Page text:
Martyrs since its release in 2008 has become less of a movie and more of a dare. It’s infamously known as such a shocking piece of cinema, it remains this challenge to see if you can stomach its contents. As a lover of horror, I’ve always been aware of its menacing reputation and the word of mouth spooked me enough to avoid it. Just seeing the poster of two frightened women, I could speculate that they probably endure so sort of physical and/or sexual brutality which I wouldn’t call a good time. Rape is an immediate turn off from a film with the exception of The Last House on the Left for reasons concerning some tonally inconsistent bumbling cops. I’m someone who thinks anyone that likes Irreversible is a monster. If you’ve never seen Martyrs you’ll be happy to learn the movie is completely rape free. In fact, that’s even highlighted in the dialogue as if it’s an achievement to be so depraved without that horrid act. I’m finally getting around to this movie as always because of a podcast, in this case Faculty of Horror, which will be dropping their New French Extremity episode this month. It’s scheduled to include discussions on the stated film as well as the more obscure 2004 back woods thriller Calvaire or The Ordeal. Only two scholarly Canadian podcasters could motivate me to watch such deplorable cinema and while I still love them in my heart, I’m quite conflicted of what I had to sit through.
New French Extremity is a film movement that cultivated in the early 2000’s with the prevalence of art house horror coming out of France. It conjunctively rose in prominence with the American genre coined “torture porn” with franchises such as Saw. Out of all of these that I’ve viewed from both side of the pond, definitively I can say Martyrs earns that “Extreme” title. The plot follows two girls, Lucie (Mylène Jampanoï) who escapes a mysterious torture ring as a child and Anna (Morjana Alaoui) her lifelong friend and protector. Fifteen years after Lucie’s traumatic incident, the two hunt down the captors and uncover more than they intended. No doubt, Martyrs lives up to the hype but what I realized as I settled into what would be an upsetting hour and a half, it dawned on me that I had never questioned if this was a good movie. I’ve known it to be notorious and never questioned if that translated to meaning “good” or “bad.” There’s a reason why its perception as one of shock and astonishment rather than one of criticism. I’m still torn about my feelings because I almost want to review it in two parts. You could break these 90 minutes down to two halves, the first being this home invasion/paranormal/People Under The Stairs thrill ride and the second a numbing, exploitative Hostel rip off. Each isolated I would give widely different ratings.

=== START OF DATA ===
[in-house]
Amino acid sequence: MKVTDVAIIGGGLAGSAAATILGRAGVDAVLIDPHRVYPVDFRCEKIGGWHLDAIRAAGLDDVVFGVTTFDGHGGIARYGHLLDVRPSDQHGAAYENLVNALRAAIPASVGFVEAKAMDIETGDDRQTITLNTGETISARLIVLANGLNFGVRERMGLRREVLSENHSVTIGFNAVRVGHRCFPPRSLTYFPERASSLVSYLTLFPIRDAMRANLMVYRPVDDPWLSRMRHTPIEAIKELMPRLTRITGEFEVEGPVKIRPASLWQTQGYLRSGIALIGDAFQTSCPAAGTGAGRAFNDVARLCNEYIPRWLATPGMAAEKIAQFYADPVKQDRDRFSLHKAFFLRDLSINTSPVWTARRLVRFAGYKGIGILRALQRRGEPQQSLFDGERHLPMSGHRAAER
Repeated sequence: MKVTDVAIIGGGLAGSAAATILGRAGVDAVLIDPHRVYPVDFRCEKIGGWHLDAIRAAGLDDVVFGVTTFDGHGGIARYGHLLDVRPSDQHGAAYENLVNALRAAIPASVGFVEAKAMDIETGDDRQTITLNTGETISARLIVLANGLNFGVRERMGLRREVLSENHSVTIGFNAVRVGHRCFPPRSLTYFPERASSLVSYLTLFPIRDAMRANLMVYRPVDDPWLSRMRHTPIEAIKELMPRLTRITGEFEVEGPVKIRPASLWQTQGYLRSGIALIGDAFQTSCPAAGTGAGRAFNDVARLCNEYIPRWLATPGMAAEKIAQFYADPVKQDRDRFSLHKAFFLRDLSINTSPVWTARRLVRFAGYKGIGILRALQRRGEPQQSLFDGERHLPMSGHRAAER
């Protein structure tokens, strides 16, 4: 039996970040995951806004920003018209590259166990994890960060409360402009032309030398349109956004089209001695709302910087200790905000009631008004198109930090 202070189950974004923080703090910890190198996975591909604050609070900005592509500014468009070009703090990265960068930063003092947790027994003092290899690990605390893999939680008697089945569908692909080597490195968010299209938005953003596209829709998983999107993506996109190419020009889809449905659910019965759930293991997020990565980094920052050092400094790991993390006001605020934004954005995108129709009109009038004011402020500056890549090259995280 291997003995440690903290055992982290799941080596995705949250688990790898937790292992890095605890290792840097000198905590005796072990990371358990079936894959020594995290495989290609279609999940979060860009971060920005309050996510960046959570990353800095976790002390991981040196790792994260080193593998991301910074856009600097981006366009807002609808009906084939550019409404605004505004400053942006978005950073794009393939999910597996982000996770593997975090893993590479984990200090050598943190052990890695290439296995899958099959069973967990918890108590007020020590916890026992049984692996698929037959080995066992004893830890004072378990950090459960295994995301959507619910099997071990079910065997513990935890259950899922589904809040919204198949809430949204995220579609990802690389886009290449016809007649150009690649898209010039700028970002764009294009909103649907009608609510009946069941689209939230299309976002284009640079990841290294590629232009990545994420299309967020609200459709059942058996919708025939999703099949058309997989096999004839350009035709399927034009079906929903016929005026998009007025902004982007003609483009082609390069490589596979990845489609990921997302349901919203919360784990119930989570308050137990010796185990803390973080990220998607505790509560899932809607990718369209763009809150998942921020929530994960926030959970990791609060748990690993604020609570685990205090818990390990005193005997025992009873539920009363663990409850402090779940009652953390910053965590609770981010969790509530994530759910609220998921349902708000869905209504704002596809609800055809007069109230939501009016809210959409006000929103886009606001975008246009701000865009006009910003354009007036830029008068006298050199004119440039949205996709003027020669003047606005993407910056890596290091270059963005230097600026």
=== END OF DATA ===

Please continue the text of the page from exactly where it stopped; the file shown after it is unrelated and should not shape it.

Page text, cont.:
What makes the first hour so captivating is it’s genuinely unpredictable. I couldn’t name the last time I watched a movie especially horror in which I couldn’t foresee the formula or any projected twists and turns. From the introduction to the ten-year-old girls wherein as they sleep a lumbering, mutilated woman attacks Lucie, I was immediately disoriented (but in a good way.) Director/writer Pascal Laugier throws in such unimaginable elements to keep you unsure of what’s around the corner. When the time jump occurs you meet this nuclear family having breakfast with siblings arguing about school and post-graduation prospects. Right at the moment, you think your TV must have switched over to French All In The Family until Lucie rushes in with a shotgun and shows no mercy as she mows down the pseudo-Bunker clan. This whole section is filled with these jarring moments which are so exciting. It’s dark, sadistic and assuredly fucked up yet uniquely creative. Anna attempts to clean up the mess as Lucie is consumed with the residual trauma and mental illness personified as the horrid woman we saw previously. From the mass murder, the plot never stops escalating as we move between the actual physical battles between Lucie and her personal demons to the near escape of the shotgunned mother to the eventual discovery of the underground lair. The set up is so abundantly rousing and extraordinary that there’s no way they can produce a satisfying resolution and that in itself becomes the point of the whole movie.